Early last year, I announced here that iCloud didn’t preserve file metadata in the form of extended attributes (xattrs) – an article which has proved one of the most popular of all those published here. I’m pleased at last to be able to report that this can be fixed, as rather than being a bug, it turns out to be a feature. This article takes an even deeper dive into xattrs to explain one of their most remarkable properties, one which seems to have escaped even the eagle eye of the great Jonathan Levin and his series of books on *OS internals.
When I looked at this issue 18 months ago, I found that passing files through iCloud Drive resulting in the stripping of some extended attributes, including (at that time):
- net_sourceforge_skim-app_ series
Xattrs which were preserved included:
- com.apple.metadata:kMDLabel_ series
This suggested some form of whitelist was being used, and we speculated that this may have been for security purposes. With no clue as to the location of that whitelist, I didn’t see a way to alter this behaviour. Then at the end of June this year, a comment added to the original article offered a way ahead. This clue was given by John Rodo (to whom I am eternally grateful), who referred me to xattr_flags.h, one of the less well-known header files for macOS. Coupled with the even more informative open source file xattr_flags.c, this article explains what I have pieced together.
In 2013, as part of its enhancements for iCloud in particular, Apple added support for flags on xattrs to indicate how those xattrs should be treated when the file is copied in various ways. Rather than change the file system, Apple opted for what is perhaps best seen as an elegant kludge: appending characters to the end of the xattr’s name.
If you work with xattrs, you’ve probably already seen this in xattrs whose name ends with a hash # then one or more characters: that’s actually the flags, not part of the name, what Apple refers to as a ‘property list’. To avoid confusion I won’t use that term here, but refer to them as xattr flags. A common example of this is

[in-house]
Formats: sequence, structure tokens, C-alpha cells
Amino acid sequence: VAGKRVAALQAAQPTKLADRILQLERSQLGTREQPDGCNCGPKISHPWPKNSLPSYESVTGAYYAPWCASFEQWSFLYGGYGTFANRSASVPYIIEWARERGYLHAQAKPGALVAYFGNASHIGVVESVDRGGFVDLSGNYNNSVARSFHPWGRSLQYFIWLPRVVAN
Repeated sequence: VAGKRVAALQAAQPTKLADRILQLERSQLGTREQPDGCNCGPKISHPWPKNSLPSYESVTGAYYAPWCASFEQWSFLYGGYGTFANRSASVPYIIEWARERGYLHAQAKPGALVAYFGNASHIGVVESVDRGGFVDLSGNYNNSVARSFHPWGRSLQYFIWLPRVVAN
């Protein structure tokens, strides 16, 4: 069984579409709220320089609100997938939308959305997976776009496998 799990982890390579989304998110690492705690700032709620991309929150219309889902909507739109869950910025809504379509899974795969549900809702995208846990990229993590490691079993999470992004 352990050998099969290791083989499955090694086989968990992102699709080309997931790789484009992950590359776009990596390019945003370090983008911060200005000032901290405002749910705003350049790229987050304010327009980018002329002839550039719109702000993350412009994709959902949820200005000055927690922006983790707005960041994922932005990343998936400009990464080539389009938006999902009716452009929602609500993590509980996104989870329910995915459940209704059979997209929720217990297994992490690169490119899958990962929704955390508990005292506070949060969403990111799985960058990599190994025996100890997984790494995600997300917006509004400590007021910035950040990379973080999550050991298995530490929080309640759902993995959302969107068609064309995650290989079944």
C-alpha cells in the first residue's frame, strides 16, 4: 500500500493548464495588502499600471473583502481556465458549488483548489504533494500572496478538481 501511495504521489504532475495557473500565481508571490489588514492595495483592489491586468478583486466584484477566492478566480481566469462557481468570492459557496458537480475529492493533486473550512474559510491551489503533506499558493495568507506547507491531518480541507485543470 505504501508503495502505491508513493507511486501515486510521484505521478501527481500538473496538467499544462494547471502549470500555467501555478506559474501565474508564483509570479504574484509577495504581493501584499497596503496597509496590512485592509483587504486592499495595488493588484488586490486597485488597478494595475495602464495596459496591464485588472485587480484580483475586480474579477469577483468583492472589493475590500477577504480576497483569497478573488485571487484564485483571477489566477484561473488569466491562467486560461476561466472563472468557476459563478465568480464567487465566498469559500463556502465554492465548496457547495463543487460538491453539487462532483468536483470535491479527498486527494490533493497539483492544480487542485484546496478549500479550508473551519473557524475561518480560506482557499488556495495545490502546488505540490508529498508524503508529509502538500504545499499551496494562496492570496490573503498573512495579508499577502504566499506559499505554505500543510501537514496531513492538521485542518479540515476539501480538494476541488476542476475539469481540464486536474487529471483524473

com.apple.lastuseddate#PS, which is seen quite widely.
Flags can be upper or lower case letters C, N, P and S, and invariably follow the # separator, which is presumably otherwise forbidden from use in a xattr’s name. Upper case sets (enables) that property, whilst lower case clears (disables) that property. The properties are currently:
XATTR_FLAG_CONTENT_DEPENDENT, which ties the flag and the file contents, so the xattr is rewritten when the file data changes. This is normally used for checksums and hashes, text encoding, and position information. The xattr is preserved for copy and share, but not in a safe save.
XATTR_FLAG_NO_EXPORT, which doesn’t export the xattr, but normally preserves it during copying.
XATTR_FLAG_NEVER_PRESERVE, which ensures the xattr is never copied, even when copying the file.
XATTR_FLAG_SYNCABLE, which ensures the xattr is preserved even during syncing. Default behaviour is for xattrs to be stripped during syncing, to minimise the amount of data to be transferred, but this will override that default.
These must operate within another general restriction of xattrs: their name cannot exceed a maximum of 127 UTF-8 characters.
The sought-for ‘whitelist’ is actually baked into the xattr flag code, where as of 2013 the following default flags are set for different types of xattr (* here represents the wild card):
Which explains some of my original observations from 18 months ago, although it would appear that some default flags have changed since 2013, or the C flag has special meaning in iCloud.
If you want a xattr preserved when it passes through iCloud, you therefore need to give it a name which ends in the xattr flag S, such as
co.eclecticlight.MyTest#S. Sure enough, when xattrs with that flag are passed through iCloud Drive, those xattrs are preserved even if the default rule would treat them differently. Similarly, to have a xattr which is stripped even when you just make a local copy of that file, append
#N to it.
In the next article, to appear very shortly, I’ll show how these xattr flags work in practice with iCloud Drive in Mojave, and provide a test app which can preserve all the xattrs on files which are passed through iCloud Drive.